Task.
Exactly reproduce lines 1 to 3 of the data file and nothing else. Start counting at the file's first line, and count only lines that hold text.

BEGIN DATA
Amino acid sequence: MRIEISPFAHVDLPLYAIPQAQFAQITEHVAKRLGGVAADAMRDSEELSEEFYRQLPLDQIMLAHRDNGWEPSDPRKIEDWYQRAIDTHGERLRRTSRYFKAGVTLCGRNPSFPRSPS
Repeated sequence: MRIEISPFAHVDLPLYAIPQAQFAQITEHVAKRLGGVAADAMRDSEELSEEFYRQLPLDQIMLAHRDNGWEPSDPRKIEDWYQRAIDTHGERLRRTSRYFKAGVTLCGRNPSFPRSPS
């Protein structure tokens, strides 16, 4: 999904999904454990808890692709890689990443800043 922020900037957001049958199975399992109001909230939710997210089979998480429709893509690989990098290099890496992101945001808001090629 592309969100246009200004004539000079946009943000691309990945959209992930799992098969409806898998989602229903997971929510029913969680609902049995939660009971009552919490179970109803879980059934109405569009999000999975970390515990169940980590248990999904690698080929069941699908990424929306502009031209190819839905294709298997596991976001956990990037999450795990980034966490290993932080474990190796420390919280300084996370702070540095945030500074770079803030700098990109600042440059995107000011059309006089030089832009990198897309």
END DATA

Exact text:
Amino acid sequence: MRIEISPFAHVDLPLYAIPQAQFAQITEHVAKRLGGVAADAMRDSEELSEEFYRQLPLDQIMLAHRDNGWEPSDPRKIEDWYQRAIDTHGERLRRTSRYFKAGVTLCGRNPSFPRSPS
Repeated sequence: MRIEISPFAHVDLPLYAIPQAQFAQITEHVAKRLGGVAADAMRDSEELSEEFYRQLPLDQIMLAHRDNGWEPSDPRKIEDWYQRAIDTHGERLRRTSRYFKAGVTLCGRNPSFPRSPS
């Protein structure tokens, strides 16, 4: 999904999904454990808890692709890689990443800043 922020900037957001049958199975399992109001909230939710997210089979998480429709893509690989990098290099890496992101945001808001090629 592309969100246009200004004539000079946009943000691309990945959209992930799992098969409806898998989602229903997971929510029913969680609902049995939660009971009552919490179970109803879980059934109405569009999000999975970390515990169940980590248990999904690698080929069941699908990424929306502009031209190819839905294709298997596991976001956990990037999450795990980034966490290993932080474990190796420390919280300084996370702070540095945030500074770079803030700098990109600042440059995107000011059309006089030089832009990198897309």